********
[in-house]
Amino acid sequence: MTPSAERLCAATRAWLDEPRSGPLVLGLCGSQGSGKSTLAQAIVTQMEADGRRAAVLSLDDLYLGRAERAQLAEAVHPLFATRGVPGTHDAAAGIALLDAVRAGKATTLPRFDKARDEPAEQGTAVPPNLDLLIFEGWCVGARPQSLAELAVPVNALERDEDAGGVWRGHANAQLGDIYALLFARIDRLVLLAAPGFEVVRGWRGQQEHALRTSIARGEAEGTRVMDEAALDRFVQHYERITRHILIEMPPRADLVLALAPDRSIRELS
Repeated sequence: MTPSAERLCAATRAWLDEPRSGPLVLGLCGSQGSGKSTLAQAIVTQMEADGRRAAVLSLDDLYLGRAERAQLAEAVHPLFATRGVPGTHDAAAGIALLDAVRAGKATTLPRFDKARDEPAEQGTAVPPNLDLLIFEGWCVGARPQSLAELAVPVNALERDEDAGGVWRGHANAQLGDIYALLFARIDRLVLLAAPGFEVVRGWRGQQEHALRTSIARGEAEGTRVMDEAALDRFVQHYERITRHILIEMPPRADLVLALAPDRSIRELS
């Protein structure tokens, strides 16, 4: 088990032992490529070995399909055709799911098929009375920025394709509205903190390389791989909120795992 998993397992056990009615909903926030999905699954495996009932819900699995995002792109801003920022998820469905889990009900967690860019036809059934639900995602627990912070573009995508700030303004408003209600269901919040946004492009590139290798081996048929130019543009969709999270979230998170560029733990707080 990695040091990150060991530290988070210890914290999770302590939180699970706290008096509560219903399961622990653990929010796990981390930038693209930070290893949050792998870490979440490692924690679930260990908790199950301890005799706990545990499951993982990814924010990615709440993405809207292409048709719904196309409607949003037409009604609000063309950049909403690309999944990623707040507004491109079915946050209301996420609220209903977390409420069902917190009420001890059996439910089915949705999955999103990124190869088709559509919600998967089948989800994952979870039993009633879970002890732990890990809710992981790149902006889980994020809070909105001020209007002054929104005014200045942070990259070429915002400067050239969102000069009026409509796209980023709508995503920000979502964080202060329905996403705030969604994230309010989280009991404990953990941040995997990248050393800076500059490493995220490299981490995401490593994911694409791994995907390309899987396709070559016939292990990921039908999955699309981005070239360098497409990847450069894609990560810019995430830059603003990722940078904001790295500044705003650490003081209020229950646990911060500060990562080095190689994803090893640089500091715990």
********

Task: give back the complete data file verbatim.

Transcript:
[in-house]
Amino acid sequence: MTPSAERLCAATRAWLDEPRSGPLVLGLCGSQGSGKSTLAQAIVTQMEADGRRAAVLSLDDLYLGRAERAQLAEAVHPLFATRGVPGTHDAAAGIALLDAVRAGKATTLPRFDKARDEPAEQGTAVPPNLDLLIFEGWCVGARPQSLAELAVPVNALERDEDAGGVWRGHANAQLGDIYALLFARIDRLVLLAAPGFEVVRGWRGQQEHALRTSIARGEAEGTRVMDEAALDRFVQHYERITRHILIEMPPRADLVLALAPDRSIRELS
Repeated sequence: MTPSAERLCAATRAWLDEPRSGPLVLGLCGSQGSGKSTLAQAIVTQMEADGRRAAVLSLDDLYLGRAERAQLAEAVHPLFATRGVPGTHDAAAGIALLDAVRAGKATTLPRFDKARDEPAEQGTAVPPNLDLLIFEGWCVGARPQSLAELAVPVNALERDEDAGGVWRGHANAQLGDIYALLFARIDRLVLLAAPGFEVVRGWRGQQEHALRTSIARGEAEGTRVMDEAALDRFVQHYERITRHILIEMPPRADLVLALAPDRSIRELS
């Protein structure tokens, strides 16, 4: 088990032992490529070995399909055709799911098929009375920025394709509205903190390389791989909120795992 998993397992056990009615909903926030999905699954495996009932819900699995995002792109801003920022998820469905889990009900967690860019036809059934639900995602627990912070573009995508700030303004408003209600269901919040946004492009590139290798081996048929130019543009969709999270979230998170560029733990707080 990695040091990150060991530290988070210890914290999770302590939180699970706290008096509560219903399961622990653990929010796990981390930038693209930070290893949050792998870490979440490692924690679930260990908790199950301890005799706990545990499951993982990814924010990615709440993405809207292409048709719904196309409607949003037409009604609000063309950049909403690309999944990623707040507004491109079915946050209301996420609220209903977390409420069902917190009420001890059996439910089915949705999955999103990124190869088709559509919600998967089948989800994952979870039993009633879970002890732990890990809710992981790149902006889980994020809070909105001020209007002054929104005014200045942070990259070429915002400067050239969102000069009026409509796209980023709508995503920000979502964080202060329905996403705030969604994230309010989280009991404990953990941040995997990248050393800076500059490493995220490299981490995401490593994911694409791994995907390309899987396709070559016939292990990921039908999955699309981005070239360098497409990847450069894609990560810019995430830059603003990722940078904001790295500044705003650490003081209020229950646990911060500060990562080095190689994803090893640089500091715990």